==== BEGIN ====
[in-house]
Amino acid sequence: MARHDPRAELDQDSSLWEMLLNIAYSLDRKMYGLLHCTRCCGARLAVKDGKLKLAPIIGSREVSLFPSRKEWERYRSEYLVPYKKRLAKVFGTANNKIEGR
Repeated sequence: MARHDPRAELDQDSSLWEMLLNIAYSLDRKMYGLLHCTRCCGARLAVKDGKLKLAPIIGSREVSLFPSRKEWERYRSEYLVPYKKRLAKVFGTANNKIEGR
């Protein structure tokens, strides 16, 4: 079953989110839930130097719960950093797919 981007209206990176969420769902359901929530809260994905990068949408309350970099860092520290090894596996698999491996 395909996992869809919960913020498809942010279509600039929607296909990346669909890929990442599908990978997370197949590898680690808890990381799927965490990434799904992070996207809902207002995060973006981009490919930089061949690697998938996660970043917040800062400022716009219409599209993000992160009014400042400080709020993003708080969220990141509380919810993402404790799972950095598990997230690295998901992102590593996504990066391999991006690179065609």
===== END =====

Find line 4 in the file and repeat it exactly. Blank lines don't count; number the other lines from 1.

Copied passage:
């Protein structure tokens, strides 16, 4: 079953989110839930130097719960950093797919 981007209206990176969420769902359901929530809260994905990068949408309350970099860092520290090894596996698999491996 395909996992869809919960913020498809942010279509600039929607296909990346669909890929990442599908990978997370197949590898680690808890990381799927965490990434799904992070996207809902207002995060973006981009490919930089061949690697998938996660970043917040800062400022716009219409599209993000992160009014400042400080709020993003708080969220990141509380919810993402404790799972950095598990997230690295998901992102590593996504990066391999991006690179065609």